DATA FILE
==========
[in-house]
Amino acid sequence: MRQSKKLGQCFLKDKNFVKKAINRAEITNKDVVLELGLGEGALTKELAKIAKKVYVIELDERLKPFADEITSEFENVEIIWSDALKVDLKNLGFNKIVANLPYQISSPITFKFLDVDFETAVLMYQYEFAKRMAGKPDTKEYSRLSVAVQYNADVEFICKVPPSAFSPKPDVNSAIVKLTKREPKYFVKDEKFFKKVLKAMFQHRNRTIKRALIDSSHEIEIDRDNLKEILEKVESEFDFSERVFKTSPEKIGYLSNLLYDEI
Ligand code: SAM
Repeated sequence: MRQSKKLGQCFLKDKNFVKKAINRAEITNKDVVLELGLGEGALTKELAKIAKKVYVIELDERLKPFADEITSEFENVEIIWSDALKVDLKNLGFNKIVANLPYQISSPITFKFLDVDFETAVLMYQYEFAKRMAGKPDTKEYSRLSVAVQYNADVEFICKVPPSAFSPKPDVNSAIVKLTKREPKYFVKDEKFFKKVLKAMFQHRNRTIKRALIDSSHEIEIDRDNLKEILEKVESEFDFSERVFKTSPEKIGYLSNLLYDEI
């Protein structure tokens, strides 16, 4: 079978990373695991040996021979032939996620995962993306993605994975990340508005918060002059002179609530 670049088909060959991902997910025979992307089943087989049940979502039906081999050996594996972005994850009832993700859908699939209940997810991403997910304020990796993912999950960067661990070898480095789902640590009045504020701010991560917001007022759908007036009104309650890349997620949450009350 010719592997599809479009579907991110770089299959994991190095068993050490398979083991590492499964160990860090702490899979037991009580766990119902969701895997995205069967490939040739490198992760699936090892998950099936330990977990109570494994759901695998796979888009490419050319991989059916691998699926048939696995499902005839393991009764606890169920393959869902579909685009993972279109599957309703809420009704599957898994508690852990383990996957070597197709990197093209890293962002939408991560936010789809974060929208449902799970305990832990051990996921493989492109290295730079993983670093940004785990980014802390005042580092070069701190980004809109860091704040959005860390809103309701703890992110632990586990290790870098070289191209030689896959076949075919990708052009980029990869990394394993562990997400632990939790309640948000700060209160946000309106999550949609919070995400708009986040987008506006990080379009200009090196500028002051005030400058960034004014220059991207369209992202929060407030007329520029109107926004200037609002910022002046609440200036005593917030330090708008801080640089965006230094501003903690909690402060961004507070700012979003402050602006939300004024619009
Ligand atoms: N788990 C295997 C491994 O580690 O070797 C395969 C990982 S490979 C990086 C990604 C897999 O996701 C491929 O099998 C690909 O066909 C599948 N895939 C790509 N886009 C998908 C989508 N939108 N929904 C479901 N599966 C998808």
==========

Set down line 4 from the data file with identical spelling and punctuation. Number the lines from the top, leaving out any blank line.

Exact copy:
Repeated sequence: MRQSKKLGQCFLKDKNFVKKAINRAEITNKDVVLELGLGEGALTKELAKIAKKVYVIELDERLKPFADEITSEFENVEIIWSDALKVDLKNLGFNKIVANLPYQISSPITFKFLDVDFETAVLMYQYEFAKRMAGKPDTKEYSRLSVAVQYNADVEFICKVPPSAFSPKPDVNSAIVKLTKREPKYFVKDEKFFKKVLKAMFQHRNRTIKRALIDSSHEIEIDRDNLKEILEKVESEFDFSERVFKTSPEKIGYLSNLLYDEI